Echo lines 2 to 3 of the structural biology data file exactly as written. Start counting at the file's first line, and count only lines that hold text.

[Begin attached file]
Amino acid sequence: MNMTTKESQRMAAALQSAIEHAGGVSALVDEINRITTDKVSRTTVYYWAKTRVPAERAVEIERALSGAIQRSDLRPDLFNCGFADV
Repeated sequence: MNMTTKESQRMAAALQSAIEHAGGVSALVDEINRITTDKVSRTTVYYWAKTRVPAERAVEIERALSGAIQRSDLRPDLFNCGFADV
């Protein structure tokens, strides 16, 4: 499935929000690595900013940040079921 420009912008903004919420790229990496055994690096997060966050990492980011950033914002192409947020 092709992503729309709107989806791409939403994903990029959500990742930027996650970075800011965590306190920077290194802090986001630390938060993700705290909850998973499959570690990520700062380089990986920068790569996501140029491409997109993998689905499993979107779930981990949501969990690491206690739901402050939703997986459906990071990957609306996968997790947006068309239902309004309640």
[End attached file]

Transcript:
Repeated sequence: MNMTTKESQRMAAALQSAIEHAGGVSALVDEINRITTDKVSRTTVYYWAKTRVPAERAVEIERALSGAIQRSDLRPDLFNCGFADV
């Protein structure tokens, strides 16, 4: 499935929000690595900013940040079921 420009912008903004919420790229990496055994690096997060966050990492980011950033914002192409947020 092709992503729309709107989806791409939403994903990029959500990742930027996650970075800011965590306190920077290194802090986001630390938060993700705290909850998973499959570690990520700062380089990986920068790569996501140029491409997109993998689905499993979107779930981990949501969990690491206690739901402050939703997986459906990071990957609306996968997790947006068309239902309004309640």